PESHAWAR: Thousands of small and medium-sized non-governmental organisations (NGOs) have struggled through a government drive to regularise their affairs in an attempt to meet the criteria of the Global Illegal Finance Watchdog, the Financial Action Task Force (FATF).
In May 2019, the mapping of NGOs was staged to follow the specifications of the FATF.
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Earlier this year the provincial government deregistered about 3,851 of the number of 4,935 NGOs operating in various sectors in the region.
Sources said that 3, 838 NGOs were registered with the provincial social welfare department before the exercise was launched, and 1,097 were registered with the provincial business department.
They said that 3,030 NGOs were deregistered by the social welfare department while 821 were deregistered by the industry department for not meeting the requirements needed for their mapping.
Over 3,500 non-governmental organisations deregistered since May 2019
However, 12 NOGs out of 3,030 were later re-registered by the social welfare department, while 20 NGOs were re-registered by the industry department after they issued the necessary documentation, Dawn was told by sources in both departments.
The government has also frozen the bank accounts of all NGOs that have been deregistered. Registration certificates; constitution, rules and regulations; annual action plan and financial plan for five years; comprehensive annual budget; tax registration certificates; tax exemption certificates; tax exemption certificates;
The returns over the past three years; proof of withholding taxes; and three-year annual results analyses.
It also contained details of the three-year account audit; the auditor’s membership certificate of the Institute of Chartered Accountants of Pakistan; a letter of funding promise containing donor commitment; proofs of local residence; copies of newspapers and magazines and newsletters; passports and visas for foreigners; project reports; and minutes of board meetings.
Dawn was told by an office-bearer of a local NGO in Mardan that their organisation had been deregistered by the social welfare department without sending them the message about the information required for NGO mapping.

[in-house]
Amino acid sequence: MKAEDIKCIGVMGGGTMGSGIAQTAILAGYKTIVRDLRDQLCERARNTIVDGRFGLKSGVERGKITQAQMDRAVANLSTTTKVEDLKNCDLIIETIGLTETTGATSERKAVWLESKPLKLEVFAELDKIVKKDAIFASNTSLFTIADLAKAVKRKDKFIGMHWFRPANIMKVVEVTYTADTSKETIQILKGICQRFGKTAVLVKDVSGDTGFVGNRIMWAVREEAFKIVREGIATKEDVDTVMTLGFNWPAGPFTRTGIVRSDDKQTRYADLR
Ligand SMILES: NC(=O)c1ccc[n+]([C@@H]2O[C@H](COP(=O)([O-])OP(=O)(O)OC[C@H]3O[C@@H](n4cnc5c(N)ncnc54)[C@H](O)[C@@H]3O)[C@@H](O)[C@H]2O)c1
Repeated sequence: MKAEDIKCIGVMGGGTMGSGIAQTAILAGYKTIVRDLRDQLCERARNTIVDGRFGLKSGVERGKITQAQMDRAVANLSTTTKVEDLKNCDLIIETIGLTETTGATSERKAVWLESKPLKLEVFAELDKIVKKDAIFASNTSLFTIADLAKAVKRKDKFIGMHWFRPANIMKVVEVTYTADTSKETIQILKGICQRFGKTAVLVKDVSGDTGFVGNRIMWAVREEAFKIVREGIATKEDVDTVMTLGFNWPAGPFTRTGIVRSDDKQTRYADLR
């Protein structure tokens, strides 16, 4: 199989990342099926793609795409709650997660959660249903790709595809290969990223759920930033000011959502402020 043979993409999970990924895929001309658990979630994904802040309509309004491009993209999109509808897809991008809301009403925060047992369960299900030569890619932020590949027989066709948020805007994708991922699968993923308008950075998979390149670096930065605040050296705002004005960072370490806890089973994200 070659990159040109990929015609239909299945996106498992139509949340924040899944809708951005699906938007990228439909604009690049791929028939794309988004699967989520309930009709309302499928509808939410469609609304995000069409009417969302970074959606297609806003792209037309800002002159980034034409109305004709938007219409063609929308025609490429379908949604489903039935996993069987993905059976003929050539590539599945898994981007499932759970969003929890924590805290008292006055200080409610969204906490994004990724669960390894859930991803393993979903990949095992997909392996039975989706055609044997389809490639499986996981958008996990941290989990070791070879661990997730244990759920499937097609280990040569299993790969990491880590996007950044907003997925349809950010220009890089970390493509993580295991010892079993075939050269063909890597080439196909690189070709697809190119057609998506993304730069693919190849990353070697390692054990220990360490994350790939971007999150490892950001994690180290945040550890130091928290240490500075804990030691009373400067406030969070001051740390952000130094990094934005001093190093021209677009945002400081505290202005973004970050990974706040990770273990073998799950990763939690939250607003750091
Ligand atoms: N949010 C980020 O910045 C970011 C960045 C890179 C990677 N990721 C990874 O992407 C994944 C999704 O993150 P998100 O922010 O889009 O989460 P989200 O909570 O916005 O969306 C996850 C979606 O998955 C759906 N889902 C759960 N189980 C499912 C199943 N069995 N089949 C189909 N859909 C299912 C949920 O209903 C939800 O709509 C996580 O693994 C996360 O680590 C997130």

“We were not aware of our organization’s deregistration and continued social welfare operations in our village,” he said.
A few days earlier, he said, amid the organization’s deregistration, police and social welfare department officials arrived and sealed their office for ongoing social welfare operations.
We heard later that the police had reported a FIR against some of the members of the association. For us it was astonishing. When our village-based welfare agency does not know about deregistration, how can the police and social welfare department record FIR,” he asked.
In addition to fixing electricity transformers and organising medical camps, he said their association worked against opioid trafficking in the village, social evils and festive shooting during marriage ceremonies.
He said that neither international donors nor the government supplied them with money, rather than extracting penalties from the villagers for breaking those laws they had framed for keeping peace in the village from their organization’s key sources of funds.
He said that when militancy was at its height in Khyber Pakhtunkhwa, members of their group used to play the role of guards outside government girls schools.
“We are in favour of regulating NGOs, but in the name of regulation, they should not be strangled,” a representative of the NGO network told Dawn, wishing not to be identified. First of all, he said the government should tell NGOs about its requirements and then promote them before controlling them.
He said that most of the deregistered NGOs operated at the level of the village and region, having no problem with foreign funding. He said the government could not make such regulations that have forced local NGOs to sink.
He said that foreign NGOs had internet services, offices and highly trained staff members and were well-informed about the requirements of the government, but local NGOs did not have such facilities, so during the mapping initiative they suffered.
A registry for recordkeeping and using Hujras (guest house) as offices was still used by local NGOs, he said.
When approached, the director of the social welfare department, HabibAfridi, claimed that certain NGOs had been deregistered and did not meet the requisite requirements. He said We have re-registered 12 NGOs that have applied properly and provided the required documents.”
He said most of the deregistered NGOs had been dormant for a long time.
When asked why, prior to deregistration, the social welfare department did not issue letters to such NGOs, the director stated that it was impossible to issue letters to thousands of NGOs at their office addresses, which they frequently changed.
However, he said the department had directed all the NGOs to provide the required information through advertisements in the newspapers.